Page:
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State of New York

Supreme Court, Appellate Division

Third Judicial Department
Decided and Entered: February 25, 2016
In the Matter of KHARI DEVON




et al.,

Calendar Date:

January 14, 2016

McCarthy, J.P., Garry, Lynch, Devine and Clark, JJ.


Michael C. Ross, Bloomingburg, for appellant.

Michelle I. Rosien, Philmont, for Brenda Lee Mattice,
Marian B. Cocose, Bearsville, attorney for the child.

Devine, J.
Appeal from an order of the Family Court of Ulster County
(McGinty, J.), entered September 17, 2014, which, among other
things, partially granted petitioner's application, in a
proceeding pursuant to Family Ct Act article 6, to modify a prior
order of visitation.
Petitioner is the father of a child born in 2007 and, in a
2012 consent order, Family Court awarded sole legal and physical
custody of the child to respondent Brenda Lee Mattice
(hereinafter the grandmother). The order contained no provisions



addressing visitation between the father and the child. The

father was jailed at the time of the order because of pending
robbery charges, for which he was convicted and sentenced to a
substantial term of imprisonment (People v Coley, 129 AD3d 1327
[2015], lv denied 26 NY3d 927 [2015]).
The father commenced this proceeding in 2014, seeking to
modify the prior consent order to allow written and telephonic
contact with the child, access to information regarding her
health and education, and visitation with him in prison. Family
Court conducted a hearing, after which it modified the prior
order to grant the bulk of the requested relief. Family Court
declined to order in-person visitation due to the absence of any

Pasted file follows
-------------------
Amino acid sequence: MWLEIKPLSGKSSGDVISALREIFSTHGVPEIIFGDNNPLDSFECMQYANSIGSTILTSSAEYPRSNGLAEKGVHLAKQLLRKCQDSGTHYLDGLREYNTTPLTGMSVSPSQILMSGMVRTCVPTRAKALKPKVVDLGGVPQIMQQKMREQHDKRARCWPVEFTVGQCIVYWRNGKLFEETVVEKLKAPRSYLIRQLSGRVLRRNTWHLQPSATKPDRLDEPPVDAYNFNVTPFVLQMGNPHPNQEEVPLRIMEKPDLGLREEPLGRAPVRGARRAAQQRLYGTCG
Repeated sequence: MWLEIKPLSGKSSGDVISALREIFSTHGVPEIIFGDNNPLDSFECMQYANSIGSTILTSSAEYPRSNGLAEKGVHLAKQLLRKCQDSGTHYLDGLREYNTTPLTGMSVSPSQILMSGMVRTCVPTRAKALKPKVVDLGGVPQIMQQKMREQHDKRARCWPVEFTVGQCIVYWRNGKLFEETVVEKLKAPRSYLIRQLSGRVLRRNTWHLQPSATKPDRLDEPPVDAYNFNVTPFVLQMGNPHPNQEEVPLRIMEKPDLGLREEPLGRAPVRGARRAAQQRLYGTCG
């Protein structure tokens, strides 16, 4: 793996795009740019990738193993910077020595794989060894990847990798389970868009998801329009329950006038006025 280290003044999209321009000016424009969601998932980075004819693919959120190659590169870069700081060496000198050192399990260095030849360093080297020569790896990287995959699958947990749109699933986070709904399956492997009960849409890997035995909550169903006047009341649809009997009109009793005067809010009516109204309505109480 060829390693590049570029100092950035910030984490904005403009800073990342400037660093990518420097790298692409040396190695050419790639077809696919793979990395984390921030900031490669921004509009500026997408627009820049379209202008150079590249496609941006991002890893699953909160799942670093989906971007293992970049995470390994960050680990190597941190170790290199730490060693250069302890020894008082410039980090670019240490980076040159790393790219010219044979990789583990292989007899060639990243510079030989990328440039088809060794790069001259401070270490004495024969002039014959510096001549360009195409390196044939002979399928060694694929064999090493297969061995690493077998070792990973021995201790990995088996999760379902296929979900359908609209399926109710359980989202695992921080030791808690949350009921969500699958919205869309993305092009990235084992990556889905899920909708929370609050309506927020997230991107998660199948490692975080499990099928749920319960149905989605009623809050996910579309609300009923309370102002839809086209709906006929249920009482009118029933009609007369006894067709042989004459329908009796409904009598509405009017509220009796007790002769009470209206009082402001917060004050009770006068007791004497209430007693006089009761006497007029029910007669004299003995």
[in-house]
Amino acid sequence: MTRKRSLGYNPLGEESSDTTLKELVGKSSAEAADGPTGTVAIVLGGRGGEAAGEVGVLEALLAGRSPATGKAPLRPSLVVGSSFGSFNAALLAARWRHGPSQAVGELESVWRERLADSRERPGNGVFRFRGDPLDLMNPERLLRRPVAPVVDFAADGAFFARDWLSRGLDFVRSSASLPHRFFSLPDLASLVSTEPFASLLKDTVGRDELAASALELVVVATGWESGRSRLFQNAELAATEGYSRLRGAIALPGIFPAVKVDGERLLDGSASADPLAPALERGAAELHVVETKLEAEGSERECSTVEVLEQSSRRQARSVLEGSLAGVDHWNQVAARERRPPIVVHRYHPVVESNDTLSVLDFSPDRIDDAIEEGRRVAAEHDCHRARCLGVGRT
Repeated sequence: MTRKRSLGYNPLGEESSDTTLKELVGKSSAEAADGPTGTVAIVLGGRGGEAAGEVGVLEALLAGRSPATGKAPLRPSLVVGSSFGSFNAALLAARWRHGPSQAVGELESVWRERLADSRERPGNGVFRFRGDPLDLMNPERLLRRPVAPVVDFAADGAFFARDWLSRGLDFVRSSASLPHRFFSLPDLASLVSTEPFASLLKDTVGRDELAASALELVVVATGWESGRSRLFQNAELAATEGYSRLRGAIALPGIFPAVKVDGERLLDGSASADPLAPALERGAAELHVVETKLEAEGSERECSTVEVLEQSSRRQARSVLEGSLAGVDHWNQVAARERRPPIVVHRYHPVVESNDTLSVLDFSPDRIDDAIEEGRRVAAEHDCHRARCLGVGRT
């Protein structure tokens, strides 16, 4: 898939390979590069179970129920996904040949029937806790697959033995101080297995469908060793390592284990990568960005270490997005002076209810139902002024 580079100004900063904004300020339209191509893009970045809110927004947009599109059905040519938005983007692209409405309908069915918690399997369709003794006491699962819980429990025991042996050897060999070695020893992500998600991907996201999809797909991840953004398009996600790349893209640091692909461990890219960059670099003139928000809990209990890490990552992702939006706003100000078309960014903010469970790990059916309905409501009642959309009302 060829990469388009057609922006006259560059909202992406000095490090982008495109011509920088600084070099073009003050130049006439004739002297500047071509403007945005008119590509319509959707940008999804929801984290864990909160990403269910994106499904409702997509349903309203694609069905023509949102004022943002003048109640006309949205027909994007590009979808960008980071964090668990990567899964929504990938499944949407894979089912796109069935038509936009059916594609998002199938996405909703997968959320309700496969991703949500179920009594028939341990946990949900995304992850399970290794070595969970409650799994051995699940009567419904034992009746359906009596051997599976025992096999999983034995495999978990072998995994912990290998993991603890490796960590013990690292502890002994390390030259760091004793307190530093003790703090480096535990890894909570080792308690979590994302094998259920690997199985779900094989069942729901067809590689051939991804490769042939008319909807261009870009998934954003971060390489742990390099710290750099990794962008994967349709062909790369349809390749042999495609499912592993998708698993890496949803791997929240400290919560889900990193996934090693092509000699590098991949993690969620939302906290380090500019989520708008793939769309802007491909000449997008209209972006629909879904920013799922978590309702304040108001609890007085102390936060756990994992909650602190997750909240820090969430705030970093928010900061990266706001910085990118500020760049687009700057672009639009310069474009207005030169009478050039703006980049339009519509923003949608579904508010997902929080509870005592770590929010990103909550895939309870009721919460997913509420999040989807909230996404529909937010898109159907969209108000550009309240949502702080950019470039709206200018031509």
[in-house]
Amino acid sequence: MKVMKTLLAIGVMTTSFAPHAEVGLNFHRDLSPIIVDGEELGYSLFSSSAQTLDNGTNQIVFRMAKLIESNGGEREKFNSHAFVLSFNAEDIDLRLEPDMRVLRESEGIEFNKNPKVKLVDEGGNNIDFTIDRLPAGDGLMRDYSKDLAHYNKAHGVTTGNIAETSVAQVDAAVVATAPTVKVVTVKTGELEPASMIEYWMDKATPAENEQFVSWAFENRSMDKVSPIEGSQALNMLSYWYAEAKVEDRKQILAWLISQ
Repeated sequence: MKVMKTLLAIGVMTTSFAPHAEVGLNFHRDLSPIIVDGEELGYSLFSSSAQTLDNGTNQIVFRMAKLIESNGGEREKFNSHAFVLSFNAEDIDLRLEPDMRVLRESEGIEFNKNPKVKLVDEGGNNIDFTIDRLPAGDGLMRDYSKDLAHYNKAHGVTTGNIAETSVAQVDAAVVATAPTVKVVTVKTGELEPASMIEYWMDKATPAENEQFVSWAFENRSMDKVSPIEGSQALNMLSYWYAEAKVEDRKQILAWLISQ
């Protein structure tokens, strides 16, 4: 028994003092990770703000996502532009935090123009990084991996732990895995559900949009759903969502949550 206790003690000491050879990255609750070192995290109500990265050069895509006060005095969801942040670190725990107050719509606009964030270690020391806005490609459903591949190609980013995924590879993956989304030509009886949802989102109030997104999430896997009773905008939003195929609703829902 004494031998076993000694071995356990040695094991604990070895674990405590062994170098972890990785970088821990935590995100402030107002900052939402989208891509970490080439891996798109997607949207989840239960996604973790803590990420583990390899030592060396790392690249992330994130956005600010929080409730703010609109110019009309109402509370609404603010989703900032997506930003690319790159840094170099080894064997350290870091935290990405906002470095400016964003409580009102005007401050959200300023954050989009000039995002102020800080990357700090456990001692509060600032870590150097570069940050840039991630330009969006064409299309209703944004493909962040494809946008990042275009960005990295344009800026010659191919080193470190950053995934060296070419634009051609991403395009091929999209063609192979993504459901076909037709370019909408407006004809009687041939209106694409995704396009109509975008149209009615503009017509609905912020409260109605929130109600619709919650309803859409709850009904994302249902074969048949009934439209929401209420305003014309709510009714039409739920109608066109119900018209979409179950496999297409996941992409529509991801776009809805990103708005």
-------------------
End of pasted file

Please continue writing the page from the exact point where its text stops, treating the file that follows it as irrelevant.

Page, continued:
reasonable plan by the father for facilitating it, but permitted
the father to revisit the issue if he was released from prison or
moved to a prison closer to the child. The father appeals,
focusing solely upon the refusal of Family Court to permit prison
We affirm. Inasmuch as the father was sentenced to a long
prison term after entry of the 2012 order, Family Court properly
found a change in circumstances and proceeded to assess whether
modification was in the best interests of the child (see Matter
of Cole v Comfort, 63 AD3d 1234, 1235 [2009], lv denied 13 NY3d
706 [2009]). The father sought prison visitation and, while
"visitation with a noncustodial parent, including an incarcerated
parent, is presumed to be in the best interests of the child,"
the presumption may be rebutted with proof "that visitation would
be harmful to the child's welfare or not in the child's best
interests" (Matter of Kadio v Volino, 126 AD3d 1253, 1254 [2015];
see Matter of Granger v Misercola, 21 NY3d 86, 91 [2013]).
In that regard, the father demanded that the child travel
from her home in Ulster County to his prison in Franklin County
two times a month. His sole suggestion as to how the young child
could make the journey, however, was that she somehow find her
way to New York City and then make a 15-hour round trip to the
prison on a bus. He had no appreciation for the toll such
prolonged trips would take on the child and an accompanying
adult, did not explain how he would pay for the bus fare and
failed to offer any plausible suggestion as to who would



accompany the child. Thus, in light of "the unavailability of

any appropriate arrangement to accomplish physical visitation,"
Family Court appropriately found that in-person visitation was
not in the best interests of the child (Matter of Conklin v
Hernandez, 41 AD3d 908, 911 [2007]; see Matter of Franklin v
Richey, 57 AD3d 663, 664-665 [2008]).
McCarthy, J.P., Garry, Lynch and Clark, JJ., concur.

ORDERED that the order is affirmed, without costs.


Robert D. Mayberger
Clerk of the Court